Recently, I was asked to write an editorial style article on the topic of sin. In essence, the assignment was to share what is sin, from my perspective here at the back of the carpool line.
I began by pounding out paragraphs containing several fairly impressive adjectives essentially describing sin as whatever separates us from God. I then consulted the Catechism as it relates to “venial” vs “mortal” sin. Nothing in the writing moved my heart whatever. I simply wasn’t “feeling it”. Hmm.
My own struggle with this topic seems to be that I am interiorly restless as it relates to this fundamental question of sin—especially as it relates to eternity. Do I believe we are all sinners? YES. Do I believe Jesus died to save us from our sin? YES. Do I believe we are FREE to choose God or choose to curse His holy name? YES.
Assuming you are still with me, let’s engage in some speculative theology for a moment. Is hell empty, or is it crowded?
The Catechism of the Catholic Church states: “The teaching of the Church affirms the existence of hell and its eternity. Immediately after death the souls of those who die in a state of mortal sin descend into hell, where they suffer the punishments of hell, ‘eternal fire.’ The chief punishment of hell is eternal separation from God, in whom alone man can possess the life and happiness for which he was created and for which he longs” (CCC 1035).
“Enter by the narrow gate; for the gate is wide and the way is easy, that leads to destruction, and those who enter by it are many. For the gate is narrow and the way is hard, that leads to life, and those who find it are few.” (Mt 7:13-14)
All of this is rather heavy stuff for a gal such as yours truly whose faith is strong but simple. As a mom, I love my boys. They make many mistakes, and still I stubbornly love them. That inherent, God-given, and sometimes irrational, foolish love seems to me the example Christ provides in my life to help me grasp how much He must love me. The words of Christ on the cross to the good thief are also a clear sign which moves my spirit to hopefulness as it relates to the great love of God and our hope for eternal life.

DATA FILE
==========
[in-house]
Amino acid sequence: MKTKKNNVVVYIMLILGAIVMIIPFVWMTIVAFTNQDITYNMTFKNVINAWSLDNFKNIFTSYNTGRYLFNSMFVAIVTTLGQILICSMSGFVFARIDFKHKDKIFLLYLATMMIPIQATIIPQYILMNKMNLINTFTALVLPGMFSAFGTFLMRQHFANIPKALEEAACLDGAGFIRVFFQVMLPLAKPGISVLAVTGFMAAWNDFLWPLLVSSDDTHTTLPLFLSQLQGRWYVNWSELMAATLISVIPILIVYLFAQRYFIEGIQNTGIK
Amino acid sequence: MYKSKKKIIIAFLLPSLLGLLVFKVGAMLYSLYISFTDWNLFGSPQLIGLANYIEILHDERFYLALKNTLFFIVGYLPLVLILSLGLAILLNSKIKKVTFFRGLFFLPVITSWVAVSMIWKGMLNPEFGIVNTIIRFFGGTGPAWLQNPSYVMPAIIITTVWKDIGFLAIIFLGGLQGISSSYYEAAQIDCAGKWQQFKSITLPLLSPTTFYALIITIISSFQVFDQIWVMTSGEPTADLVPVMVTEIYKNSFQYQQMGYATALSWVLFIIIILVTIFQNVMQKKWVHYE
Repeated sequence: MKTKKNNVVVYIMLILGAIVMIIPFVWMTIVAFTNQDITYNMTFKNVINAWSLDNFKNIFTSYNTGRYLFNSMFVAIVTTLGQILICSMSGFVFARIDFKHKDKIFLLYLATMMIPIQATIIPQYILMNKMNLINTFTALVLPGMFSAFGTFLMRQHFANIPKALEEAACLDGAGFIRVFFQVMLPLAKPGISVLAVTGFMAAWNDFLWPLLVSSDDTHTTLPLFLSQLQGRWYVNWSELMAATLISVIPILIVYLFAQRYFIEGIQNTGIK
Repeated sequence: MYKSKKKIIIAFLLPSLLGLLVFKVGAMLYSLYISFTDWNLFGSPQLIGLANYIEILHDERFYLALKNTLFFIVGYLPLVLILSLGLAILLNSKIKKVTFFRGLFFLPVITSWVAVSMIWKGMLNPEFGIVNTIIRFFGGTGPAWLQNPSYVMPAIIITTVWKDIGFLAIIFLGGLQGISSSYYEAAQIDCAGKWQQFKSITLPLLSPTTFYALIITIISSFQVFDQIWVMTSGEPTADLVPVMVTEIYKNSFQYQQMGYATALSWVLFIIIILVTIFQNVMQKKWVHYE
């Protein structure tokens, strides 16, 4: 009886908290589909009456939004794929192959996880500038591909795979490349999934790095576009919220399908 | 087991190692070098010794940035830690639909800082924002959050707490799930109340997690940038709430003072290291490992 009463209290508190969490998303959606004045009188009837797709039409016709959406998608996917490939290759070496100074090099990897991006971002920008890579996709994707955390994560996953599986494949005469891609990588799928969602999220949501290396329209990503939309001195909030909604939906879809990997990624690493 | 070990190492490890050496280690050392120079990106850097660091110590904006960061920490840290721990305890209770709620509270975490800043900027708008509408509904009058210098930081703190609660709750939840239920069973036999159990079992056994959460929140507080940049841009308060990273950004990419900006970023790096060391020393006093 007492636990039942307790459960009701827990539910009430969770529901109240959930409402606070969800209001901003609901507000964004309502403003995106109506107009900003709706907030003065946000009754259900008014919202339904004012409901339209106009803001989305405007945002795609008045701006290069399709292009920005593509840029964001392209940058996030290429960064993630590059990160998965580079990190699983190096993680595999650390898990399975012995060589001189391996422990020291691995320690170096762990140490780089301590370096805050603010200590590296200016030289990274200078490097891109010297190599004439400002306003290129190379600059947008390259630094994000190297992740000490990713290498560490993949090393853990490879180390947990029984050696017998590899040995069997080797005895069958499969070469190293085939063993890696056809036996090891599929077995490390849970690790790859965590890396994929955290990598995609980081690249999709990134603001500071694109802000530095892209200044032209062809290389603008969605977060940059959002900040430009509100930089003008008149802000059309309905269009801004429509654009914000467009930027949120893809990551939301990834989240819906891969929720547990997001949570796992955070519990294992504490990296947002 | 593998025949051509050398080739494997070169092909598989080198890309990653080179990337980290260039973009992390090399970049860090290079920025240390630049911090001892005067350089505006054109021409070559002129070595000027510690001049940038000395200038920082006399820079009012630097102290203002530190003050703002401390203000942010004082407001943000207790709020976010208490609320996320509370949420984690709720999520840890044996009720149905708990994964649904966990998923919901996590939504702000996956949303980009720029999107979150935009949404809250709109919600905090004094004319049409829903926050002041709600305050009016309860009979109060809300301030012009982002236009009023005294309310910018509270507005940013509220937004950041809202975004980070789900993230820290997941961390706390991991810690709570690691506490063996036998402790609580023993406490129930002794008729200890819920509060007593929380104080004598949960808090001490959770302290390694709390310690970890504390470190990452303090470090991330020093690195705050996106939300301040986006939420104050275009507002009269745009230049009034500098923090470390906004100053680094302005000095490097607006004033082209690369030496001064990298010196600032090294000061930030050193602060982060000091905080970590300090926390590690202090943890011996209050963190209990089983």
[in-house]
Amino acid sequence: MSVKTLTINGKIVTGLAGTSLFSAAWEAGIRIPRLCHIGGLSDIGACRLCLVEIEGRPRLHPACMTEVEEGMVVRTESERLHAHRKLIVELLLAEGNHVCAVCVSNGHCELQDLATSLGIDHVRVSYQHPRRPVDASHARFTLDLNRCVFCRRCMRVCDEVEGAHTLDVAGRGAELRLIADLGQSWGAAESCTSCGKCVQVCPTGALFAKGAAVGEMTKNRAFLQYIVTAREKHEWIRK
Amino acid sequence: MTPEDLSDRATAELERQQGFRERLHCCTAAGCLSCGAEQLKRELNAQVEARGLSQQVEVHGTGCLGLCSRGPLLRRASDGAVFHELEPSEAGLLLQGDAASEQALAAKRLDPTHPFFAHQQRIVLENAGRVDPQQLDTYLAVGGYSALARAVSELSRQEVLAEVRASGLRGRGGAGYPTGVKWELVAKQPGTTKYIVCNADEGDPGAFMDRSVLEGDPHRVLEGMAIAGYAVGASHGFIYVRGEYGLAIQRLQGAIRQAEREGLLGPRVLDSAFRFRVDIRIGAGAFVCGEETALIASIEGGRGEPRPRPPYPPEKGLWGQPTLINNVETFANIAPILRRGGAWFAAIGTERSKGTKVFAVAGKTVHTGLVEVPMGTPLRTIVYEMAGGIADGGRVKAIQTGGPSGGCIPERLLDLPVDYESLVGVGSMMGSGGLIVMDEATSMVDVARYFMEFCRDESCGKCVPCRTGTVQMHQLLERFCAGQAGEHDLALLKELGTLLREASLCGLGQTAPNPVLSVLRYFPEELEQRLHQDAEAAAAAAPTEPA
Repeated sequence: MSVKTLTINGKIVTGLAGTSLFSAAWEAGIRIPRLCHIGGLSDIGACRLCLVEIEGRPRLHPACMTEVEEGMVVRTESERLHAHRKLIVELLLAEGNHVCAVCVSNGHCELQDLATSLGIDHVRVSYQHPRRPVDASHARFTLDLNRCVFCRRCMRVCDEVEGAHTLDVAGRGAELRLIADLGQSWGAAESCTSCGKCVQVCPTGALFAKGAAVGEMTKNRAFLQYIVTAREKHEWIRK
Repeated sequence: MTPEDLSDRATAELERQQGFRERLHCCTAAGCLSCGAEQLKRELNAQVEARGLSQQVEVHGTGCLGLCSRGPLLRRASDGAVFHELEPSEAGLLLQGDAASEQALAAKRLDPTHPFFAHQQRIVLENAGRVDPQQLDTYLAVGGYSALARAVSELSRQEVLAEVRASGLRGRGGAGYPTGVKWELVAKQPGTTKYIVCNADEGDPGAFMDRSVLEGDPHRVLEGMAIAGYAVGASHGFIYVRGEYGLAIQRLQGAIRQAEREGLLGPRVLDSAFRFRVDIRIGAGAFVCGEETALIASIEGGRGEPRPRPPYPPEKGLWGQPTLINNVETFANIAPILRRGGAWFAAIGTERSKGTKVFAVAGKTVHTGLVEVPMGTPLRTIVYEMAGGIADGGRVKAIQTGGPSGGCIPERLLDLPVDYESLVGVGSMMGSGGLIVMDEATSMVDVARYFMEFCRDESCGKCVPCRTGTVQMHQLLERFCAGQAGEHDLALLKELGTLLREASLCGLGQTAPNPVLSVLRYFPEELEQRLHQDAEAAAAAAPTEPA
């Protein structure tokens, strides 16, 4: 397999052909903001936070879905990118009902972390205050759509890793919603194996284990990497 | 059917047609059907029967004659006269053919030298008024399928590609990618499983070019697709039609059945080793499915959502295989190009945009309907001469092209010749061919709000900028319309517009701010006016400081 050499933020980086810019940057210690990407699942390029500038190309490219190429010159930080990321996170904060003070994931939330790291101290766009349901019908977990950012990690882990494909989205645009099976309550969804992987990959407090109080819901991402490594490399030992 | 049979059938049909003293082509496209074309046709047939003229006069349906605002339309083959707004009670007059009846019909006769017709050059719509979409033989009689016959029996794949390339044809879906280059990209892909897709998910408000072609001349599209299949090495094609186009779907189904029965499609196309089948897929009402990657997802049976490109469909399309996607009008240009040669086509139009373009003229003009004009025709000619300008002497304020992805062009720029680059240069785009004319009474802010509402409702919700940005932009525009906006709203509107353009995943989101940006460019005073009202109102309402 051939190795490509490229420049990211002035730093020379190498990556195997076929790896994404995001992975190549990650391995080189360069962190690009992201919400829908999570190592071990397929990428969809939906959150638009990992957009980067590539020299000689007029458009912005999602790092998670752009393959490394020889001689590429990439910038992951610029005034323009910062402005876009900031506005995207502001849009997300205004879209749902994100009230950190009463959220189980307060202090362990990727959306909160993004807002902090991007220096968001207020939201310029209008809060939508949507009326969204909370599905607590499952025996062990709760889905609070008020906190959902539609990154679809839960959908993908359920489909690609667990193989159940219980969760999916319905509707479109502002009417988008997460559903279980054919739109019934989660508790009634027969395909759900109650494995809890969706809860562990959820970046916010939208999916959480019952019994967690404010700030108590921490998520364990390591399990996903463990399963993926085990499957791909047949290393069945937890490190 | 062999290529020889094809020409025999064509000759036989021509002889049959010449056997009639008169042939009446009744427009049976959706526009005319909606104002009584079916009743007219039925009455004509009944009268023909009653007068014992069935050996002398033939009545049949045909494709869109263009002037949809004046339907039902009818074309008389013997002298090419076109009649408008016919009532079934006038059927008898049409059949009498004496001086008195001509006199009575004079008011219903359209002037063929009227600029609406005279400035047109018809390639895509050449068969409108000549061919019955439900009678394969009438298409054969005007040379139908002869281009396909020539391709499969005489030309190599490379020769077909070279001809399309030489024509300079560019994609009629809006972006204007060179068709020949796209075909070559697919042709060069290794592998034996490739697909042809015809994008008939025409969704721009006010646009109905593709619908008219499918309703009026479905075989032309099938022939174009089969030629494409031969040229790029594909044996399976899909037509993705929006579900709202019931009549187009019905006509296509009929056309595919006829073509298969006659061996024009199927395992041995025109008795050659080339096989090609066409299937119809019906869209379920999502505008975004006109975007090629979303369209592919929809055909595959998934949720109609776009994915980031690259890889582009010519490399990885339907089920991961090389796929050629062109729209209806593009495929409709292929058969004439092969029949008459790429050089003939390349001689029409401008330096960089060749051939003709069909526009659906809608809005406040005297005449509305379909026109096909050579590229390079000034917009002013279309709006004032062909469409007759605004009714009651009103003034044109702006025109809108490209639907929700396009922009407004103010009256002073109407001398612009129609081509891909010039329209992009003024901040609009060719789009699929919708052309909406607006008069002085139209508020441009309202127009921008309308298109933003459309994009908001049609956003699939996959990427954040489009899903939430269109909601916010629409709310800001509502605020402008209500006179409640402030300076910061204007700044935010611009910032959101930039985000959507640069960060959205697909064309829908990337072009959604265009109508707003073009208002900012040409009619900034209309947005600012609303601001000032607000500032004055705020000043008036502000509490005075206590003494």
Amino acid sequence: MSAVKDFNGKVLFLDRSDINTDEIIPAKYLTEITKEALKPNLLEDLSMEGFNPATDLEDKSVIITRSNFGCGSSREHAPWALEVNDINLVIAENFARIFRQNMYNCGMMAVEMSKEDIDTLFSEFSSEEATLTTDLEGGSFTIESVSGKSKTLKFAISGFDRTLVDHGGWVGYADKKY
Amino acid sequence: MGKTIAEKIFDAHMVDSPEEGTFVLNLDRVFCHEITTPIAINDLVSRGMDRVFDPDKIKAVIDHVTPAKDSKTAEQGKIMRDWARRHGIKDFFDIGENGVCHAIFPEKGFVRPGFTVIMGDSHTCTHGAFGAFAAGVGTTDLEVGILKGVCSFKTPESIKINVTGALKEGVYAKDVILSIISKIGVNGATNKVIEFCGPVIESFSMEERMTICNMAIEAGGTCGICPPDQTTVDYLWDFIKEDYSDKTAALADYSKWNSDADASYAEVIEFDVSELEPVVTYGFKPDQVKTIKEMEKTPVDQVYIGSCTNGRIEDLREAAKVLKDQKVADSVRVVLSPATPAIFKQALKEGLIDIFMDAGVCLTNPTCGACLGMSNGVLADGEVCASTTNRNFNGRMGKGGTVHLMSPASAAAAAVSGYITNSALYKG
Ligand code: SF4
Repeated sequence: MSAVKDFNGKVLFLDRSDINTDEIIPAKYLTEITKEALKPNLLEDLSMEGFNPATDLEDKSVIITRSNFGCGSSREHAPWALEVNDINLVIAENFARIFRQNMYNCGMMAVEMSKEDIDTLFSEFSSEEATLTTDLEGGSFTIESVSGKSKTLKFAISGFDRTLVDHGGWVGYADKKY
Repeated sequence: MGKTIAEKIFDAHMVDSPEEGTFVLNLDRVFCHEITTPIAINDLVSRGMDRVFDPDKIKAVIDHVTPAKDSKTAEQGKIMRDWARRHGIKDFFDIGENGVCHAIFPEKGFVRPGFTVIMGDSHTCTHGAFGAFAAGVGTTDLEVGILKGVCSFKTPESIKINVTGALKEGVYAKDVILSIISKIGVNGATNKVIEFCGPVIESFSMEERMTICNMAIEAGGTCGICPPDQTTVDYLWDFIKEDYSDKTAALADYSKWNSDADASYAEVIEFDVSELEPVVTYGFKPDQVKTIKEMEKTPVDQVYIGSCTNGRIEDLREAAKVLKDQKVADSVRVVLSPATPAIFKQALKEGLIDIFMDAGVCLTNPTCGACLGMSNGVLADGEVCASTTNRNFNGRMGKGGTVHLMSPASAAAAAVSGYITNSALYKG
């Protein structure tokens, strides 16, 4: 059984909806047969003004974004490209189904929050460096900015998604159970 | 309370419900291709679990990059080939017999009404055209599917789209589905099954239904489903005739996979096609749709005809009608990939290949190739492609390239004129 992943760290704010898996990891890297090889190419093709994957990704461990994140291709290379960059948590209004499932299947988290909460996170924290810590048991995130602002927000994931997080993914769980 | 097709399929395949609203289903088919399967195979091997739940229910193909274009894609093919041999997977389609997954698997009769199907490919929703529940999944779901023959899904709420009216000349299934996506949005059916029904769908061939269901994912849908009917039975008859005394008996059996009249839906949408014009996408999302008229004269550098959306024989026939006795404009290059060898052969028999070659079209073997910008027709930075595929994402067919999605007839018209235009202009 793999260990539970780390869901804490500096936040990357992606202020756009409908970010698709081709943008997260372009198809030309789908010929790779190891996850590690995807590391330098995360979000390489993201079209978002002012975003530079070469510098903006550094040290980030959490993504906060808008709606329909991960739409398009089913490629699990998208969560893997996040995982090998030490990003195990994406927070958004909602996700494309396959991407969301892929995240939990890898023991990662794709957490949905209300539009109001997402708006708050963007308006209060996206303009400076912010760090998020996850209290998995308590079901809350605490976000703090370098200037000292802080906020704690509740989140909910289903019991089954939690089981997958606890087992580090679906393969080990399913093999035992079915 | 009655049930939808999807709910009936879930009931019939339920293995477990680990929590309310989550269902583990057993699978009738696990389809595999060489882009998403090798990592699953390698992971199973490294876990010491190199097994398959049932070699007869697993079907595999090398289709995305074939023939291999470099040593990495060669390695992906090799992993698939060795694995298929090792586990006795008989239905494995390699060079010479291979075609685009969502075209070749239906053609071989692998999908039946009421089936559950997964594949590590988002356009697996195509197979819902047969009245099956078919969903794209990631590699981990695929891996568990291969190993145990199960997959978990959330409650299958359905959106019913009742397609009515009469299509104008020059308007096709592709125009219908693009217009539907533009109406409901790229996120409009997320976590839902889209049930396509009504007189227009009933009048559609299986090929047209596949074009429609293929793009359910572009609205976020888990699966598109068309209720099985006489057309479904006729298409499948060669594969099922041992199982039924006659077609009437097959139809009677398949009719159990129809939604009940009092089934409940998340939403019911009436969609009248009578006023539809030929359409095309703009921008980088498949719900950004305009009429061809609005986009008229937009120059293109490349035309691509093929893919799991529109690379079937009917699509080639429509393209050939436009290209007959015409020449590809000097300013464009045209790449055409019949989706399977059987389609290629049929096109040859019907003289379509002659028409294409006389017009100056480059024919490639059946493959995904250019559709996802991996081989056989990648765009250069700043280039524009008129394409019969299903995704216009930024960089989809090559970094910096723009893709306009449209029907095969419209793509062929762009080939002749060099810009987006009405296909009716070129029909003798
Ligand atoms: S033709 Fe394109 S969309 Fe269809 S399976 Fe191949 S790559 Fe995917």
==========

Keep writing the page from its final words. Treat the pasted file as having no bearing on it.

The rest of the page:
My small minded, baseball-mom thinking boils down to this. “If I love these sweaty, stinky boys so much, and NO MATTER WHAT and can’t imagine not wanting them near me….how much MORE must OUR AWESOME GOD desire the same of all His children?”
Further, the Catholic Church has made numerous proclamations about people in heaven—the saints! It has never made a similar proclamation of even one person being condemned to hell, because we Catholics commend all people to the mercy of God.
So, even though some of my Catholic “heroes”, who were clearly brilliant and divinely inspired people (examples such as Sts. Thomas Aquinas and Augustine) believed and wrote extensively about how few the “elect”, and even though Jesus spoke about that narrow gate, I choose to put my trust in the love of God.
At the end of the day, here’s what I learned from my assignment on “sin”. It makes a ton of sense that my tolerance of myself and my own sinfulness is very much a pendulum which runs from nearly presumptuous patience to fairly reproachful scrupulosity.
After all, part of me wonders if only the “lucky” who live a good life and who quit breathing shortly after the perfect confession will see God forever. HOWEVER, the larger part of me is much more Universalist. Perhaps that’s naïve, overly hopeful, or presumptive. Perhaps it’s just my way—BUT– as the simple and usually sunny mayor of “Shellyville”, I choose hope. I hope that I will live in eternal happiness with God. I hope He will fill me with enough grace that I will love Him enough to repent for my sins large and small. I hope I will do so more out of love than fear.
Bishop Fulton Sheen said this, “Conscience tells us when we do wrong so we feel on the inside as if we have broken a bone. The bone hurts because it is not where it ought to be.”
With all the authority I have as mayor of (very) sparsely populated Shellyville, I move that we all pray for properly formed consciences, through which the Holy Spirit will encourage us after each mistake to turn towards our God and walk in HIS light once more, like little children, submitting to the will of our loving Father, simply because He is our Father and He knows best.
I choose hope.